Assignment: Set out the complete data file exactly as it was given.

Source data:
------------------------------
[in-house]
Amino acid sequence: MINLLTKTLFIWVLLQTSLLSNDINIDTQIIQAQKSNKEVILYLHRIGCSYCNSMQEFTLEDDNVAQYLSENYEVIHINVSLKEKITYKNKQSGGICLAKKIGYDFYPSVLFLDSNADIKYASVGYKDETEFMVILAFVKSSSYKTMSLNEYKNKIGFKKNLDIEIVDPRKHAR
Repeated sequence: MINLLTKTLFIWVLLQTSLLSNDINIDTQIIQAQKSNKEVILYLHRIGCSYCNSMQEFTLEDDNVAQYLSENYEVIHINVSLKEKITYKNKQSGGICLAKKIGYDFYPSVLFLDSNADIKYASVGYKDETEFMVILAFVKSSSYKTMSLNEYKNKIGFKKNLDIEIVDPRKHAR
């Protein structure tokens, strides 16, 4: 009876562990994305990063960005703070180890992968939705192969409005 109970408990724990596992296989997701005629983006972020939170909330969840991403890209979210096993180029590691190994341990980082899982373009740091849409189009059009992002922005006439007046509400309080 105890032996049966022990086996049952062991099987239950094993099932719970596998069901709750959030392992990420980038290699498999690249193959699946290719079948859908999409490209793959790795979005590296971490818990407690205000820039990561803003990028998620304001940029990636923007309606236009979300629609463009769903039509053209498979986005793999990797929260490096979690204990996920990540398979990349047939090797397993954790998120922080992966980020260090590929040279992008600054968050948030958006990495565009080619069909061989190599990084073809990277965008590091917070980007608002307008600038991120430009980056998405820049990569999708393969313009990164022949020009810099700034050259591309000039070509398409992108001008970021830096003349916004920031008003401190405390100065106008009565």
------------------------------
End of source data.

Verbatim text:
[in-house]
Amino acid sequence: MINLLTKTLFIWVLLQTSLLSNDINIDTQIIQAQKSNKEVILYLHRIGCSYCNSMQEFTLEDDNVAQYLSENYEVIHINVSLKEKITYKNKQSGGICLAKKIGYDFYPSVLFLDSNADIKYASVGYKDETEFMVILAFVKSSSYKTMSLNEYKNKIGFKKNLDIEIVDPRKHAR
Repeated sequence: MINLLTKTLFIWVLLQTSLLSNDINIDTQIIQAQKSNKEVILYLHRIGCSYCNSMQEFTLEDDNVAQYLSENYEVIHINVSLKEKITYKNKQSGGICLAKKIGYDFYPSVLFLDSNADIKYASVGYKDETEFMVILAFVKSSSYKTMSLNEYKNKIGFKKNLDIEIVDPRKHAR
């Protein structure tokens, strides 16, 4: 009876562990994305990063960005703070180890992968939705192969409005 109970408990724990596992296989997701005629983006972020939170909330969840991403890209979210096993180029590691190994341990980082899982373009740091849409189009059009992002922005006439007046509400309080 105890032996049966022990086996049952062991099987239950094993099932719970596998069901709750959030392992990420980038290699498999690249193959699946290719079948859908999409490209793959790795979005590296971490818990407690205000820039990561803003990028998620304001940029990636923007309606236009979300629609463009769903039509053209498979986005793999990797929260490096979690204990996920990540398979990349047939090797397993954790998120922080992966980020260090590929040279992008600054968050948030958006990495565009080619069909061989190599990084073809990277965008590091917070980007608002307008600038991120430009980056998405820049990569999708393969313009990164022949020009810099700034050259591309000039070509398409992108001008970021830096003349916004920031008003401190405390100065106008009565």